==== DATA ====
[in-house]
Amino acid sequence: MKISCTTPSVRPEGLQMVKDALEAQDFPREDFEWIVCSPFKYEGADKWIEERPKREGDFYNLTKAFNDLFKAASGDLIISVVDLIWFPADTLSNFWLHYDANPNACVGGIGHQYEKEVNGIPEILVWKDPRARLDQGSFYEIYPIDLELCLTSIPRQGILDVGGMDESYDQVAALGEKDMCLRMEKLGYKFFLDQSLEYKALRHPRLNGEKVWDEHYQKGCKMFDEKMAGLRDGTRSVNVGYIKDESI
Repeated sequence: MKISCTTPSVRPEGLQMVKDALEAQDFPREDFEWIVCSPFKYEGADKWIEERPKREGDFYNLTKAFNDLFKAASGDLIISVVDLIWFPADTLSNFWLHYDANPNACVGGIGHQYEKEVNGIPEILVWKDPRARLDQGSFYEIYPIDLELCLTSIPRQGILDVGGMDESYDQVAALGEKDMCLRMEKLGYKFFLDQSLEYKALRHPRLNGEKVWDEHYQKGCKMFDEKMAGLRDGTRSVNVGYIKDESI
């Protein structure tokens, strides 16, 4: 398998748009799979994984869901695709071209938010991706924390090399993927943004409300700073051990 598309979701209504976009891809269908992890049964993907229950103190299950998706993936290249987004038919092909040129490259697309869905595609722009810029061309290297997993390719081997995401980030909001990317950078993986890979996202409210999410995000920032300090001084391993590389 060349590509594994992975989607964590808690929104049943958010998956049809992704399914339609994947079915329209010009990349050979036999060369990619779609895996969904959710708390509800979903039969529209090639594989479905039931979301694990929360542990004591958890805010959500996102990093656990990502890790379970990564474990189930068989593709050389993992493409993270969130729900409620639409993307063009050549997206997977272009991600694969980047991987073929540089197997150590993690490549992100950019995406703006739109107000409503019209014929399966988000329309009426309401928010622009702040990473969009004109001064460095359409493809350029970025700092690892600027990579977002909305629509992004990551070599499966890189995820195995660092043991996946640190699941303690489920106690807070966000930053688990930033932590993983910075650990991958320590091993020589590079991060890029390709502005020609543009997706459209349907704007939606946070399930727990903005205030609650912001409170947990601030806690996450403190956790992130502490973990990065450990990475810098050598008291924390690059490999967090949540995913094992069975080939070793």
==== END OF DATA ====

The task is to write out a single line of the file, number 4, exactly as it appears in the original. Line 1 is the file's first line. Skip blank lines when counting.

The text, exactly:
């Protein structure tokens, strides 16, 4: 398998748009799979994984869901695709071209938010991706924390090399993927943004409300700073051990 598309979701209504976009891809269908992890049964993907229950103190299950998706993936290249987004038919092909040129490259697309869905595609722009810029061309290297997993390719081997995401980030909001990317950078993986890979996202409210999410995000920032300090001084391993590389 060349590509594994992975989607964590808690929104049943958010998956049809992704399914339609994947079915329209010009990349050979036999060369990619779609895996969904959710708390509800979903039969529209090639594989479905039931979301694990929360542990004591958890805010959500996102990093656990990502890790379970990564474990189930068989593709050389993992493409993270969130729900409620639409993307063009050549997206997977272009991600694969980047991987073929540089197997150590993690490549992100950019995406703006739109107000409503019209014929399966988000329309009426309401928010622009702040990473969009004109001064460095359409493809350029970025700092690892600027990579977002909305629509992004990551070599499966890189995820195995660092043991996946640190699941303690489920106690807070966000930053688990930033932590993983910075650990991958320590091993020589590079991060890029390709502005020609543009997706459209349907704007939606946070399930727990903005205030609650912001409170947990601030806690996450403190956790992130502490973990990065450990990475810098050598008291924390690059490999967090949540995913094992069975080939070793």